Newer F-22s have a technology called Synthetic Aperture Radar, or SAR, which uses electromagnetic signals or “pings” to deliver a picture or rendering of the terrain below, allow for better target identification.
The SAR technology sends a ping to the ground and then analyzes the return signal to calculate the contours, distance and characteristics of the ground below.
The Air Force is now conducting operational tests of new software and weapons technology for the F-22 designed to help modernize the stealth fighter and expand the range of weapons it is able to fire in combat, service and industry officials said.
Air Force officials have told Scout Warrior that, by 2019, the service will begin upgrading F-22 functionality for the AIM-120D and AIM-9X Air-to-Air missiles as well as enhanced Air-to-Surface target location capabilities. The F-22 currently carries the AIM-9X Block 1 and the current upgrade will enable carriage of AIM-9X Block 2.
Current operational testing of the F-22 is focused upon a 3.2B software upgrade for the fighter, allowing it to quickly integrate weapons upgrades, a story in Aviation Week stated.
Raytheon AIM-9X weapons developers explain that the Block 2 variant adds a redesigned fuze and a digital ignition safety device that enhances ground handling and in-flight safety. Block II also features updated electronics that enable significant enhancements, including lock-on-after-launch capability using a new weapon datalink to support beyond visual range engagements, a Raytheon statement said.
Another part of the weapons upgrade includes engineering the F-22 to fire the AIM-120D, a beyond visual range Advanced Medium-Range Air-to-Air Missile (AMRAAM), designed for all weather day-and-night attacks; it is a "fire and forget" missile with active transmit radar guidance, Raytheon data states. The AIM-120D is built with upgrades to previous AMRAAM missiles by increasing attack range, GPS navigation, inertial measurment units and a two-way data link, Raytheon statements explain.
The most recent contract award was to Raytheon Missile Systems as the prime contractor in Sep 2017, for software upgrades that will continue to improve the performance of the AIM-120D in an electronic attack environment, Capt. Emily Grabowski, Air Force Spokeswoman, told Scout Warrior in a statement.
"The AMRAAM program continues to increase capability through planned software upgrades to ensure the family of missiles remains viable against ever-evolving threats," Grabowski added. "As the most recent AMRAAM missile for the Air Force, the AIM-120D, was operationally fielded in 2015, as a small, light, fast missile with improved capabilities against very low and high-altitude targets in an electronic attack environment."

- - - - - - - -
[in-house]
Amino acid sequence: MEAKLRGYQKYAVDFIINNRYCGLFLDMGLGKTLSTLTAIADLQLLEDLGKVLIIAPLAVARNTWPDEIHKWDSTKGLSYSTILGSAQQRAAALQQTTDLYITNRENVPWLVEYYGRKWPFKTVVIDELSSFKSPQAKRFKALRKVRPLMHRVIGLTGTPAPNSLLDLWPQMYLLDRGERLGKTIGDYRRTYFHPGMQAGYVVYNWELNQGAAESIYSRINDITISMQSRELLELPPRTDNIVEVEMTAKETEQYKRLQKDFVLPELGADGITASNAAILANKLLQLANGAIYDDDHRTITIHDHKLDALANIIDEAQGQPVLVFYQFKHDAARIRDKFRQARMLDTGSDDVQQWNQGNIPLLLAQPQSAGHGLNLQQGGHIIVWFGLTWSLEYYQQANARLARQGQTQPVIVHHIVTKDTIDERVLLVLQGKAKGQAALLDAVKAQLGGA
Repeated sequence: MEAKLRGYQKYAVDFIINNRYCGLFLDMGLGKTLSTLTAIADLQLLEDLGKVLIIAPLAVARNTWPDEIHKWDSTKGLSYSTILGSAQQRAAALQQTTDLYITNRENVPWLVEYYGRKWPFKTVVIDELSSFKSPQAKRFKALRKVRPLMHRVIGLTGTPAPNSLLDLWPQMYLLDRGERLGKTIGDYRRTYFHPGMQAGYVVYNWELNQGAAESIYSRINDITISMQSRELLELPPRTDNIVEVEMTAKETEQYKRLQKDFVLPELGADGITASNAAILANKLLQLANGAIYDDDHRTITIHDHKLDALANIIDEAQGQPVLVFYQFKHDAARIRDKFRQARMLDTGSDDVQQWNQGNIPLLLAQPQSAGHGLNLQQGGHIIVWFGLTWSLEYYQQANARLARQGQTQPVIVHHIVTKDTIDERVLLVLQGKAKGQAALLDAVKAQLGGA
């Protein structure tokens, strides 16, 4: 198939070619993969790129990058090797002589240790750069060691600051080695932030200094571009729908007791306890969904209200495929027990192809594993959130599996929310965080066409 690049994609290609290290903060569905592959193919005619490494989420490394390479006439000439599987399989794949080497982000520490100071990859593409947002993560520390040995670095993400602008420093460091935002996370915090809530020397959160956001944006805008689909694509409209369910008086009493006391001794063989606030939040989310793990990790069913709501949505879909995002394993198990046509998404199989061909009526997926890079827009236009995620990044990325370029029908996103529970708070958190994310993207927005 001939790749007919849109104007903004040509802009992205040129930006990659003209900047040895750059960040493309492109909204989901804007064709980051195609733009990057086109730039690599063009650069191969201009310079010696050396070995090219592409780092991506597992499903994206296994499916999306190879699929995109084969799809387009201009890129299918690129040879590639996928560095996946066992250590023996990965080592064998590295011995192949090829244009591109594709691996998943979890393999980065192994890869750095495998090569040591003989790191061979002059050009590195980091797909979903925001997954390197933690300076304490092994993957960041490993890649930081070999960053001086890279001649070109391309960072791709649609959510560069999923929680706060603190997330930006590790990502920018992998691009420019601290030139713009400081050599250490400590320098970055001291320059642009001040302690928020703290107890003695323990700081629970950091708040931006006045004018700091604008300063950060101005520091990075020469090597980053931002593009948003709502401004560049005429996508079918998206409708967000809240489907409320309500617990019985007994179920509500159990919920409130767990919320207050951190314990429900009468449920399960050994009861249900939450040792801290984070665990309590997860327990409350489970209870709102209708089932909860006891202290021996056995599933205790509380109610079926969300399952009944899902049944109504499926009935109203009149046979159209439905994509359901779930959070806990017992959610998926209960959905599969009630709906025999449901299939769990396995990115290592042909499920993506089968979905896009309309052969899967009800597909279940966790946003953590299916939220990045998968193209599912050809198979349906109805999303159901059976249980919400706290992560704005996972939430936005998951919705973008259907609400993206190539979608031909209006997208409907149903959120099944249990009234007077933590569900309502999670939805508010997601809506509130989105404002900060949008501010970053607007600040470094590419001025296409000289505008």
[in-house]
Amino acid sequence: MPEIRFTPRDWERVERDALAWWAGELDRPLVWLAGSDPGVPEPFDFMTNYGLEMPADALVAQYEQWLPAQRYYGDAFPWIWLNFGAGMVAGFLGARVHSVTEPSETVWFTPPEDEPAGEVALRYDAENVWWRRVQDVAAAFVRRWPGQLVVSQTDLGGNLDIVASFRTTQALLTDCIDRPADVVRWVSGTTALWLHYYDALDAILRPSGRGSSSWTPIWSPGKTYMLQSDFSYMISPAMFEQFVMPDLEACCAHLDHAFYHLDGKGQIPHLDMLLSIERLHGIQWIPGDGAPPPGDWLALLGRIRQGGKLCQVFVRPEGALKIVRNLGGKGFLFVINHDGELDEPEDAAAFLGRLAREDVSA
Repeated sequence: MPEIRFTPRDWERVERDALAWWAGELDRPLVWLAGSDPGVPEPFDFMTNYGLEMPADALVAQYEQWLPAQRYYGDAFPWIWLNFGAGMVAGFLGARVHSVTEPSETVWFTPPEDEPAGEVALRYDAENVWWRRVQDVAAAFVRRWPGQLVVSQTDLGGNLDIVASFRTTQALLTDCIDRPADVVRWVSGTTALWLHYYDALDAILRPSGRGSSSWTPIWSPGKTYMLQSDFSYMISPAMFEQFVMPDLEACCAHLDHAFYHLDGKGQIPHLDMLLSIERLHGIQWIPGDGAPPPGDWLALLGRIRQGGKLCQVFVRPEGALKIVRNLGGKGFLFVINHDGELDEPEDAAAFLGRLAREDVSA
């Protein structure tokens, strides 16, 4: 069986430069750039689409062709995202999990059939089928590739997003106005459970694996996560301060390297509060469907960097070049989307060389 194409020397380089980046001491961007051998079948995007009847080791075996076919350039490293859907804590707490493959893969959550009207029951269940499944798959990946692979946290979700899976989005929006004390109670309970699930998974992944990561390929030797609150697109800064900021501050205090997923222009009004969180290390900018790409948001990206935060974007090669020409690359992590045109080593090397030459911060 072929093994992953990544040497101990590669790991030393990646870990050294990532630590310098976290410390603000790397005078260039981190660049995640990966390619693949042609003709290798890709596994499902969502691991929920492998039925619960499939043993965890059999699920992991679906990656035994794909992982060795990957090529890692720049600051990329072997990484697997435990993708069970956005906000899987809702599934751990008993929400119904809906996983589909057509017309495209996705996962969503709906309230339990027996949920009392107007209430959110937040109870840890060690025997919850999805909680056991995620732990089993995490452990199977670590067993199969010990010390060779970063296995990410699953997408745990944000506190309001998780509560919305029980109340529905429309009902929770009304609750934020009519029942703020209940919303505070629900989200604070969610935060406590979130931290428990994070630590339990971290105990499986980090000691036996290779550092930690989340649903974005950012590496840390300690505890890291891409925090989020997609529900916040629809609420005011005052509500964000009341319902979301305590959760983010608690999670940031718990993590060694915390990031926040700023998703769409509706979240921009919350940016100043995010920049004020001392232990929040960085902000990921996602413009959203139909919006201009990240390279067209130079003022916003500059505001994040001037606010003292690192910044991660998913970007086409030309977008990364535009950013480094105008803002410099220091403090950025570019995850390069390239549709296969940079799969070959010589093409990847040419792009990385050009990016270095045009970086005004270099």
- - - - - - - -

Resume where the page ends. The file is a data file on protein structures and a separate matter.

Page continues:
As the Air Force and Lockheed Martin move forward with weapons envelope expansions and enhancements for the F-22, there is of course a commensurate need to upgrade software and its on-board sensors to adjust to emerging future threats, industry developers explained. Ultimately, this effort will lead the Air Force to draft up requirements for new F-22 sensors.
An essential software adjustment is now being worked on by Lockheed Martin engineers on contract with the Air Force. Work on the software is slated to be finished by 2020, developers added.
A hardware portion of the upgrades, called a “tactical mandate,” involves engineering new antennas specifically designed to preserve the stealth configuration of the F-22.
New antennas have to be first constructed and retrofitted onto the airplane. Because of the stealth configuration putting, antennas on is difficult and time consuming," Lockheed officials said.
The Air Force is in the early phases of designing new sensors for its stealthy 5th-generation F-22 Raptor as it proceeds with software upgrades, hardware adjustments, new antennas and data link improvements designed to better enable to connect the F-22 and F-35 sensor packages to one another, industry and Air Force officials said.
Sensor interoperability, two-way data links and other kinds of technical integration between the two 5th-Gen stealth aircraft are considered key to an Air Force combat strategy which intends for the F-22 speed and air-to-air combat supremacy to complement and work in tandem with the F-35's next-gen sensors, precision-attack technology, computers and multi-role fighting mission ability.
While the F-35 is engineered with dog-fighting abilities, its advanced sensor technology is intended to recognize enemy threats at much further distances - enabling earlier, longer-range attacks to destroy enemies in the air. Such technologies, which include 360-degree sensors known as Northrop Grumman's Distributed Aperture System and a long range Electro-Optical Targeting System, are designed to give the F-35 an ability to destroy targets at much longer ranges - therefore precluding the need to dogfight.
Like the F-35, the latest F-22s have radar (Synthetic Aperture Radar) and data-links (F-22 has LINK 16), radar warning receivers and targeting technologies. Being that the F-22 is regarded as the world's best air-to-air platform, an ability for an F-35 and F-22 to more quickly exchange sensor information such as targeting data would produce a potentially unprecedented battlefield advantage, industry developers and Air Force senior leaders have explained. The combined impact of each of the airplanes respective technological advantages makes for an unrivaled air-combat supremacy, observers have argued.